November 13, 2019
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Susan Collins ‘disappointed’ by RNC’s decision to back Roy Moore

U.S. Sen. Susan Collins said Sunday that she is “disappointed” by the Republican National Committee’s decision to back embattled Senate candidate Roy Moore of Alabama just weeks after the organization cut its support for him over sexual misconduct allegations.

“I’m disappointed that the RNC has resumed its support of Roy Moore. I think that’s a mistake,” Collins said on CBS’ “Face the Nation.”

Collins, the senior Republican senator from Maine, last month called on Moore to “step aside” from the Senate race if there was any truth to the accusation that he had disrobed a 14-year-old girl in his house when in his 30s, an allegation first reported by the Washington Post. Soon after another woman stepped forward to accuse Moore of assaulting her when she was 16, an allegation Moore dismissed as “false.”

Collins called Moore’s denials unconvincing.

The allegations prompted prominent Republican Party leaders, including House Speaker Paul Ryan and Senate Majority Leader Mitch McConnell, to pressure Moore to drop out of the Senate race.

“I would point out that I did not support Mr. Moore even prior to these allegations of sexual misconduct because I was concerned about his anti-Muslim comments, his anti-LGBT comments, and also, most important of all, he’d been removed twice from the Alabama Supreme Court for failure to follow lawful judicial orders,” Collins said Sunday.

[Susan Collins calls on Roy Moore to ‘step aside’ if he abused underage girls]

Despite the sexual misconduct allegations and the backlash from national party leaders, most Republicans leaders in Alabama still plan to vote for Moore, according to an Associated Press survey.

And Moore’s lead over his Democratic challenger, Doug Jones, has widened since late November, with a recent Change Research poll finding 51 percent of likely voters supporting Moore to 44 percent for Jones. A previous poll had Moore leading 49 percent to 44 percent.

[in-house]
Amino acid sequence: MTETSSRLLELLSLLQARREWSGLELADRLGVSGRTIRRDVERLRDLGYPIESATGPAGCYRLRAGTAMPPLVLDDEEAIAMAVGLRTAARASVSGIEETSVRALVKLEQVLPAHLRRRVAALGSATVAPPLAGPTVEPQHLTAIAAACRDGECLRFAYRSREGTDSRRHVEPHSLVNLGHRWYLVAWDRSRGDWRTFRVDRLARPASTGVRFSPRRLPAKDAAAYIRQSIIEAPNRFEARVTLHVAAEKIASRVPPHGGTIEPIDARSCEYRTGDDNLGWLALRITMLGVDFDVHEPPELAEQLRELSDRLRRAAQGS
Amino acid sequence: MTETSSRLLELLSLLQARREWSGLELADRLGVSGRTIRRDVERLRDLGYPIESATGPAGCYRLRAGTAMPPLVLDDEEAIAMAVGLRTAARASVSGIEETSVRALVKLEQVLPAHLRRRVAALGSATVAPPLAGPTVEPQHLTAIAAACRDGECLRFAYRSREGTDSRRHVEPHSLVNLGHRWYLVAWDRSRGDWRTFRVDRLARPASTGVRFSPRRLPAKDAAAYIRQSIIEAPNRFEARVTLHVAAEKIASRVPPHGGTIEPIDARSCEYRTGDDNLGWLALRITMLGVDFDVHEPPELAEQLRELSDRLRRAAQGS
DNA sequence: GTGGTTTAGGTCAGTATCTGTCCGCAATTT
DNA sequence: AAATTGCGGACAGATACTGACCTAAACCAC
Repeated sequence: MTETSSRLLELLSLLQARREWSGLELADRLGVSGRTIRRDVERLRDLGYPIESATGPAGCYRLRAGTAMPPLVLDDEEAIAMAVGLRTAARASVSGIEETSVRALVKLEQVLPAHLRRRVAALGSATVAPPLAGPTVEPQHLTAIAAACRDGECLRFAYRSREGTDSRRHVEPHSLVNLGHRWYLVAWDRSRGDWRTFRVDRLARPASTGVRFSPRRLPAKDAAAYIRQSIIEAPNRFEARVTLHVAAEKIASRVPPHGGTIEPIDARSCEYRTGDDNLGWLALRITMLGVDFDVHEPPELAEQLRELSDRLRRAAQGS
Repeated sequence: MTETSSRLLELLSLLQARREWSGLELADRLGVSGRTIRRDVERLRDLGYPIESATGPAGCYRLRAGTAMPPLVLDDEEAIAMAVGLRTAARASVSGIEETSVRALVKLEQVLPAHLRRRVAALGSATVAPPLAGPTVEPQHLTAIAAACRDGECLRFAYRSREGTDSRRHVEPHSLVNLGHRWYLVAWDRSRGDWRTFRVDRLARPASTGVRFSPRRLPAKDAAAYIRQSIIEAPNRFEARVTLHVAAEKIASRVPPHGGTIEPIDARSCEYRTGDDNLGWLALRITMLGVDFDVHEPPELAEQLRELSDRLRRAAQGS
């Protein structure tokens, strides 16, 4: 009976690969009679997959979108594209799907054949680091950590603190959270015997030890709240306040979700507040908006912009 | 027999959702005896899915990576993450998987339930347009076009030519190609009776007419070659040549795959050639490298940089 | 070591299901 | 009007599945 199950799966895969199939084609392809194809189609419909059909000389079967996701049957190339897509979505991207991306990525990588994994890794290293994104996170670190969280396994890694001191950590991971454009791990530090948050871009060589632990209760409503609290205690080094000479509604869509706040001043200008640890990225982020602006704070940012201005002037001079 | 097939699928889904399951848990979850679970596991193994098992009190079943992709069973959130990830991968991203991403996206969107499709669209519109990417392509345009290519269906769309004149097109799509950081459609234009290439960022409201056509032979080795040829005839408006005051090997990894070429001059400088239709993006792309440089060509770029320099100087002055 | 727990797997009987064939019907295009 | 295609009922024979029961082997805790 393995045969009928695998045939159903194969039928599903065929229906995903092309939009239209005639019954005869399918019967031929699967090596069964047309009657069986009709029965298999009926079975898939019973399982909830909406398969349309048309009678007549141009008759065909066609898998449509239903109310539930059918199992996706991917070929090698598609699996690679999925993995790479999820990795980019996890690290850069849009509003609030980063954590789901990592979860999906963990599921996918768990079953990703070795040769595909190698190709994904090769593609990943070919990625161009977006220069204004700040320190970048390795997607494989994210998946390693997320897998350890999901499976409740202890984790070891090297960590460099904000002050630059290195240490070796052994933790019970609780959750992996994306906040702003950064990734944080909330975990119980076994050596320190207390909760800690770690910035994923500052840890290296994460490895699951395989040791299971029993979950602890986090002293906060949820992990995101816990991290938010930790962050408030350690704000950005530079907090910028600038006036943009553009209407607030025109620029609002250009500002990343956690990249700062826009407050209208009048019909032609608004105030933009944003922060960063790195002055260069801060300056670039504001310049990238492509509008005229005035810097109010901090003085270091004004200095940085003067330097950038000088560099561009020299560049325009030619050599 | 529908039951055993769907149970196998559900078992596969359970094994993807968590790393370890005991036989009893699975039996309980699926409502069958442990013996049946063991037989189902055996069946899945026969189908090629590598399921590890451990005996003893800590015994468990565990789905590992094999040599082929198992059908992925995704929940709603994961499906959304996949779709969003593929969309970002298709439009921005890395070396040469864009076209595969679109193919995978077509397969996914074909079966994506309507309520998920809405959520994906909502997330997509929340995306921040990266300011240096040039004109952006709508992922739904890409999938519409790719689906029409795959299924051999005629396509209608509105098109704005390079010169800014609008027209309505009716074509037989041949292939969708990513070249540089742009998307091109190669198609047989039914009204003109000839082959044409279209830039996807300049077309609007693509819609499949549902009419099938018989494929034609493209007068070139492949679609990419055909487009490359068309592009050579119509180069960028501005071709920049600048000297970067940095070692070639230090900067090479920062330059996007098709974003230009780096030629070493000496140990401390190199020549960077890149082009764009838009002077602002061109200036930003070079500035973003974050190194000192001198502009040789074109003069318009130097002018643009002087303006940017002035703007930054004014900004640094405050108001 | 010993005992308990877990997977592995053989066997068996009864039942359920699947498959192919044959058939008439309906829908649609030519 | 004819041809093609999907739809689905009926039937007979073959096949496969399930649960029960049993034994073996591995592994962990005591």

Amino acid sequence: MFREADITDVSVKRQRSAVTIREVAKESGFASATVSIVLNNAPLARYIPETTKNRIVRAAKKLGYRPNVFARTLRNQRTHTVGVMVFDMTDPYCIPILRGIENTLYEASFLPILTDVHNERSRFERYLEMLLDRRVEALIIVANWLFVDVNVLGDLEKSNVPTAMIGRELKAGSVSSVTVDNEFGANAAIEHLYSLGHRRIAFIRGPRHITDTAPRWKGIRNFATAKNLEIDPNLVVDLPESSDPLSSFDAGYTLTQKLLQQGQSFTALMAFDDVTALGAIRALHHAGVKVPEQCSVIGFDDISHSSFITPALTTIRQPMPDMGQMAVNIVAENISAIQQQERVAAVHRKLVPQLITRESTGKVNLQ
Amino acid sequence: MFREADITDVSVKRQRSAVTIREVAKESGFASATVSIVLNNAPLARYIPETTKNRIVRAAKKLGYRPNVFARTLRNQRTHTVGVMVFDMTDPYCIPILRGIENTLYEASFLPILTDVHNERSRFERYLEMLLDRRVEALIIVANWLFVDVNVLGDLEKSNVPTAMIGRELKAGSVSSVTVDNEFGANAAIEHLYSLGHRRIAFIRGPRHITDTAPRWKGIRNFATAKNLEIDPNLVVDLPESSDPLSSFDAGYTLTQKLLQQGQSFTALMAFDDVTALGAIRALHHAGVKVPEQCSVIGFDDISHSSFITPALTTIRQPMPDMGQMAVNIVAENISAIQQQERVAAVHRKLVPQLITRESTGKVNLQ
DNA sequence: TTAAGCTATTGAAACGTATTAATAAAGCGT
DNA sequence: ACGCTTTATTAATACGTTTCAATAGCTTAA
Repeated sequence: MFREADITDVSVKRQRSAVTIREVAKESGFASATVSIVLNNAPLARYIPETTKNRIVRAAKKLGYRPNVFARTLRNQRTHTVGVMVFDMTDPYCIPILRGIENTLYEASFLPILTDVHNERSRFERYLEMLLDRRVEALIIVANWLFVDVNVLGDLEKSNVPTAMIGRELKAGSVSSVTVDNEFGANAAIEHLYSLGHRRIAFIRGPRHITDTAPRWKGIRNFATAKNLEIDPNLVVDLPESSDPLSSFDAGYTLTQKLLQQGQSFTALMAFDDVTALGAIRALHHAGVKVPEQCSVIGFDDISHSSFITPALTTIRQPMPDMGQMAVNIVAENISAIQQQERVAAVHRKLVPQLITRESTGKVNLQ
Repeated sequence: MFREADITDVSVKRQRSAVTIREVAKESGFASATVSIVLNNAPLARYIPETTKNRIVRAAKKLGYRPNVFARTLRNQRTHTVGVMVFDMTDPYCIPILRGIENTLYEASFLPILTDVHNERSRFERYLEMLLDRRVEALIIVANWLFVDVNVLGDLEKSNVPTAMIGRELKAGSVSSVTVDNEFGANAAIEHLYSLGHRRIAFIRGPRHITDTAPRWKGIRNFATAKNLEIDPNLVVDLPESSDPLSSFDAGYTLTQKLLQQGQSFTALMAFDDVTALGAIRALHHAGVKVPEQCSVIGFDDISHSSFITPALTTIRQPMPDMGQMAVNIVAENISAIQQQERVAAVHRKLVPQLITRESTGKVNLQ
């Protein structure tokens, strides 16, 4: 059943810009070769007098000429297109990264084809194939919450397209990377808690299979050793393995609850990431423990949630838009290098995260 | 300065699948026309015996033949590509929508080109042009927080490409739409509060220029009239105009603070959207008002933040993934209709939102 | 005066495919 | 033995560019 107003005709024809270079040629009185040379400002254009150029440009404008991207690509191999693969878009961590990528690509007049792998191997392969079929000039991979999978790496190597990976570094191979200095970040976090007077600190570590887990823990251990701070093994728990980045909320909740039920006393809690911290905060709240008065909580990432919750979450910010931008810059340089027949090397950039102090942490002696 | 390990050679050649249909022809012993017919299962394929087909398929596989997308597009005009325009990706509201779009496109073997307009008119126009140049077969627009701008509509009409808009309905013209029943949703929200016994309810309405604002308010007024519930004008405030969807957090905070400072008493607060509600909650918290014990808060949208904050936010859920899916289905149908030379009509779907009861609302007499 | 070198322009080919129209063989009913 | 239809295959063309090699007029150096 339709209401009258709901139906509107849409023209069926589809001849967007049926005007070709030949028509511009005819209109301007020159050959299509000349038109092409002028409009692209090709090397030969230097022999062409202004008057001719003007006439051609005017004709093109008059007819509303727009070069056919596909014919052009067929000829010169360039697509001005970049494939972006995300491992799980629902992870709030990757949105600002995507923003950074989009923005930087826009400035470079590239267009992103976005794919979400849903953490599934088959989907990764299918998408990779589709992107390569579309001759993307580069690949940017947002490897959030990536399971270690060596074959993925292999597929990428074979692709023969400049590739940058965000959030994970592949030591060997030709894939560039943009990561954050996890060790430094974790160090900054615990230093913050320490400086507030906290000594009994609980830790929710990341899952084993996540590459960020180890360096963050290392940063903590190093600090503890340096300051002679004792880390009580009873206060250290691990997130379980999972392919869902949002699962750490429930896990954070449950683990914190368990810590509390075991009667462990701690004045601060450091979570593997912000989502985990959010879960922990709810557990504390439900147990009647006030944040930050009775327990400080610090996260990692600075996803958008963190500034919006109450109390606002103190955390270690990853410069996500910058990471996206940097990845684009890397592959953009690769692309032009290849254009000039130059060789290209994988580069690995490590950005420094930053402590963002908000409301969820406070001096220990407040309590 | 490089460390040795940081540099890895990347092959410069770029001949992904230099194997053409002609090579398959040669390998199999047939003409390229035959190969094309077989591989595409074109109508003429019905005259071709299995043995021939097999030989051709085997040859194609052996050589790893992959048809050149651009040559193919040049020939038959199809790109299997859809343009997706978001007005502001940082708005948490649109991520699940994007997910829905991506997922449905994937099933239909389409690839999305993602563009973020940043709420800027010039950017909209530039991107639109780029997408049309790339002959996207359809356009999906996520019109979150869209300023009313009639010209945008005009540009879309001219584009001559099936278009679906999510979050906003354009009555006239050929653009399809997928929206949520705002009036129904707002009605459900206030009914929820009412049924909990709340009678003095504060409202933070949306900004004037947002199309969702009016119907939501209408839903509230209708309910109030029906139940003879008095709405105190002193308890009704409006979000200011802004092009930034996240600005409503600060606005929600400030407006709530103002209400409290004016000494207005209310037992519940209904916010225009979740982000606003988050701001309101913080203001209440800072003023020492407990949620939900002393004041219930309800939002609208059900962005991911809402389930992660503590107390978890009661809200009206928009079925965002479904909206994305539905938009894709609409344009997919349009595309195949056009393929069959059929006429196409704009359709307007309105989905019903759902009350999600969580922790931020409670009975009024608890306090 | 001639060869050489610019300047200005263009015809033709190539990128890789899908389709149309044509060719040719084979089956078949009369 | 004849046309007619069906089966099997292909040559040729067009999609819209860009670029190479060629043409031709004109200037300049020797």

Last week, President Donald Trump endorsed Moore, arguing his vote is needed in the Senate, where Republicans hold a slim majority.

Moore is among a number of prominent men in politics, the media and the arts to be hit with sexual misconduct allegations since October, when allegations of sexual harassment and assault first hit Hollywood producer Harvey Weinstein.

Democrats U.S. Rep. John Conyers of Michigan and U.S. Sen. Al Franken of Minnesota both announced their forthcoming resignations from Congress last week after being hit by accusations of sexual harassment.

Both Collins and her colleague U.S. Sen. Angus King, a Maine independent who caucuses with Democrats, joined a rapidly growing chorus last week that called for Franken’s resignation.

Collins told “Face the Nation” that she is joining a bipartisan group of senators to look at how sexual misconduct allegations involving members of Congress and staff are handled on Capitol Hill.

“I think Republicans care just as much as Democrats about sexual misconduct and sexual harassment. There’s a new awakening in our country that this is pervasive, whether we’re talking about Hollywood or Wall Street or the media or Capitol Hill,” Collins said Sunday.

With rising public awareness of sexual harassment, some Senate Republicans have threatened to vote to expel Moore if he is elected in the Dec. 12 special election to fill the seat vacated by Alabama Republican Jeff Sessions when he was confirmed as U.S. attorney general.

When asked by “Face the Nation” host John Dickerson about the Senate’s options for dealing with Moore, Collins demurred.

“Well, I think that’s the tough question. If the allegations are known prior to the election, which they weren’t in the case of Al Franken, for example, then we have a very tough decision to make about whether it’s our role as senators to overturn the will of the people. Now, I think it’s a different situation if the allegations are not known, or if they occur while the person is sitting in the Senate,” she said.

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